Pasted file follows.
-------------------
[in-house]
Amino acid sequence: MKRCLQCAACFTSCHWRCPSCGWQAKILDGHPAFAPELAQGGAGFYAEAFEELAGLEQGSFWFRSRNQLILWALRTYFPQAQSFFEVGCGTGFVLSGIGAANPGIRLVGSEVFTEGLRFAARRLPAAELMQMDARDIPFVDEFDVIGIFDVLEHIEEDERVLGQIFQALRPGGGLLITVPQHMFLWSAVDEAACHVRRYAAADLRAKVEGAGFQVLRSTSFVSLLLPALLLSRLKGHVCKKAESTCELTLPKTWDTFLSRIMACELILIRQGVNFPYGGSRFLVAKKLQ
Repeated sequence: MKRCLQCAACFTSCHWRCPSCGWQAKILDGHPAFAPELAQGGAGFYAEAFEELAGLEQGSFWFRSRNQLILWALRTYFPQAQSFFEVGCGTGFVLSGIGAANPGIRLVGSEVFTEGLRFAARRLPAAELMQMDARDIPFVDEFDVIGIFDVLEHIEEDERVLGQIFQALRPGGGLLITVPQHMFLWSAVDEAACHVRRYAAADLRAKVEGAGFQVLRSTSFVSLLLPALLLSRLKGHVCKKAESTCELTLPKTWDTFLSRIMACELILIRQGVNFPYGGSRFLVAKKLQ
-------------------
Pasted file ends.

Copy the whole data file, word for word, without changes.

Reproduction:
[in-house]
Amino acid sequence: MKRCLQCAACFTSCHWRCPSCGWQAKILDGHPAFAPELAQGGAGFYAEAFEELAGLEQGSFWFRSRNQLILWALRTYFPQAQSFFEVGCGTGFVLSGIGAANPGIRLVGSEVFTEGLRFAARRLPAAELMQMDARDIPFVDEFDVIGIFDVLEHIEEDERVLGQIFQALRPGGGLLITVPQHMFLWSAVDEAACHVRRYAAADLRAKVEGAGFQVLRSTSFVSLLLPALLLSRLKGHVCKKAESTCELTLPKTWDTFLSRIMACELILIRQGVNFPYGGSRFLVAKKLQ
Repeated sequence: MKRCLQCAACFTSCHWRCPSCGWQAKILDGHPAFAPELAQGGAGFYAEAFEELAGLEQGSFWFRSRNQLILWALRTYFPQAQSFFEVGCGTGFVLSGIGAANPGIRLVGSEVFTEGLRFAARRLPAAELMQMDARDIPFVDEFDVIGIFDVLEHIEEDERVLGQIFQALRPGGGLLITVPQHMFLWSAVDEAACHVRRYAAADLRAKVEGAGFQVLRSTSFVSLLLPALLLSRLKGHVCKKAESTCELTLPKTWDTFLSRIMACELILIRQGVNFPYGGSRFLVAKKLQ